It really does mean so much to us. We didn’t know how much support we would receive (and for a while not many people did) but things are definitely picking up, and it just makes us feel like all our hard work is starting to pay off. Like the possibilities are endless. It makes us want to do more! More music, more music videos, more tours.  

Mr. Movie Phone” is undoubtedly your most well-known track. Was the situation described inspired by true events? (because, at least for me, I can totally relate to the situation of not knowing how to talk to someone and being conflicted about the situation).

It started off being about a very specific event, but it made us think about how talking to someone that you’re interested in is way harder than you think. The song started to become more about those nervous and unsure feelings. Especially when there’s a possibility of saying the wrong things and ruining everything.

The video for “Scary Harry” came out this month (perfect timing with Halloween having happened so recently!)- how did the concept come about? / How was it shooting your first video?

All of us REALLY love the Halloween season so it was only natural for us to make our first music video Halloween themed. The concept came from the lyrics (which we tried to include as much as possible). We had the help of our close friend Martin Phi Vu Tran to bring it all to life, and he did such an amazing job directing. We recorded our video with our friends, in Molly’s backyard, in Andy’s bedroom and living room, which is all in Oak Cliff itself. That made it very special to us. It felt good for it not to be something that felt artificial. Instead, it was something that literally felt close to home.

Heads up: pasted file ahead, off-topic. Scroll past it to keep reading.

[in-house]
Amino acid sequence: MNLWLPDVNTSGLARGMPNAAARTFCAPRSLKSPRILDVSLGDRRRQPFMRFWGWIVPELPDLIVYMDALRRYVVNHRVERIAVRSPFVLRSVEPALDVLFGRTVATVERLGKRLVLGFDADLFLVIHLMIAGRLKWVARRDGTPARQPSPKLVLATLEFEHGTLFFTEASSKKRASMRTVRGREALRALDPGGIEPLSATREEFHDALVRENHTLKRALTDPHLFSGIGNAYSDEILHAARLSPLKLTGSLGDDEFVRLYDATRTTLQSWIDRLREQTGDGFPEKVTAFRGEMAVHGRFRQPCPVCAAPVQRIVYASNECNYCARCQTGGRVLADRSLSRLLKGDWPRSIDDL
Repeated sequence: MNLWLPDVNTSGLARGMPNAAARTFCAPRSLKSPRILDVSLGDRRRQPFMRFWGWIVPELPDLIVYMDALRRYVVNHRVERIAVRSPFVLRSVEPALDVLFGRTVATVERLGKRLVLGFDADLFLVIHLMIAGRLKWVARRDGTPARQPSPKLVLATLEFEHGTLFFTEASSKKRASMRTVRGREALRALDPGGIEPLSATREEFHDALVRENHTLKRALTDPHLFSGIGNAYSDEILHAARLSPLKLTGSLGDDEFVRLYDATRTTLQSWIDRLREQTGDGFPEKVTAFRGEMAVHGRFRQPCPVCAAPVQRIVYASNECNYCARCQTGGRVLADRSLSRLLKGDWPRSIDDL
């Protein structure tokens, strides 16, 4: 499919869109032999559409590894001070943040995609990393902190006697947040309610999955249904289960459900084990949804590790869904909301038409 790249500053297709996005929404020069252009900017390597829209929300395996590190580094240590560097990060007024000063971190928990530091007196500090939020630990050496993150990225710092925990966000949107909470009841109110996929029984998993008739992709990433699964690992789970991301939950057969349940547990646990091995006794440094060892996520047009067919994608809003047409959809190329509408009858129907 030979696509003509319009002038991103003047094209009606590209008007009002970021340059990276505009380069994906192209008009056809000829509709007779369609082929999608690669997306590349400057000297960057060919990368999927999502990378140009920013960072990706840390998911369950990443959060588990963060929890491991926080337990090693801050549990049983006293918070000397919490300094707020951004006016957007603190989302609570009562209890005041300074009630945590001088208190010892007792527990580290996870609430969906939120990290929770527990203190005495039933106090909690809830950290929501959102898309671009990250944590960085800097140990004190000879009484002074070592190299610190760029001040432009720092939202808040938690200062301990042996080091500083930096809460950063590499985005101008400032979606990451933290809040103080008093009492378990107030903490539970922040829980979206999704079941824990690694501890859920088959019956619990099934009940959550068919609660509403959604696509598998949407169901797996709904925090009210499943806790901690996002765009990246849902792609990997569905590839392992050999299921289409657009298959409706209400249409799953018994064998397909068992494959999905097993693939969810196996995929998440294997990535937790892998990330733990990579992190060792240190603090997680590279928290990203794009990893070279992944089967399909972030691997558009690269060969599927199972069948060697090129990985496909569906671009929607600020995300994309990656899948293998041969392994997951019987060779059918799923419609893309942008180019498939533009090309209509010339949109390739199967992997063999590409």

Along with aesthetics, who designs the cover art for your releases?

Our go-to-gal is Haley Cook. She designs practically all of our shirts, buttons, stickers, etc! She also designed the cover for our “IDK” release. Our debut EP “Friday” was done by our close friend Mariah Rocha. “Eddie” was designed by Chase Robinson (@suenamic). And, “Party” was done (not so graciously) by us, haha.

Currently, the music industry is becoming a dangerous place for girls, both in terms of creating content and consuming it.  In combating the harmful narratives being spread, what do you think of the situation? What needs to be changed/ what would you like to see happen?

As far as being musicians, it is hard to be taken seriously as a woman. People definitely judge us harder than they would others, even if we are on the same level as them. On the other hand, it’s also very conflicting because sometimes people are too easy on us and make us feel like we are “pretty good for a bunch of girls.” It definitely hurts sometimes, but we just try to have fun no matter what anyone says.

If you had the chance to tell prospective fans about your work/ what you guys do, what would you say?  (Feel free to plug yourselves here as much as you want!

Be confident. Love yourself and your body. Start a band and take your shirt off in front of strangers. Do whatever you want. We started this feeling small and self-conscious about ourselves. But The Bralettes has helped us become more comfortable with just being ourselves. And we hope that the people who are with us can grow as well.

WECB GMComment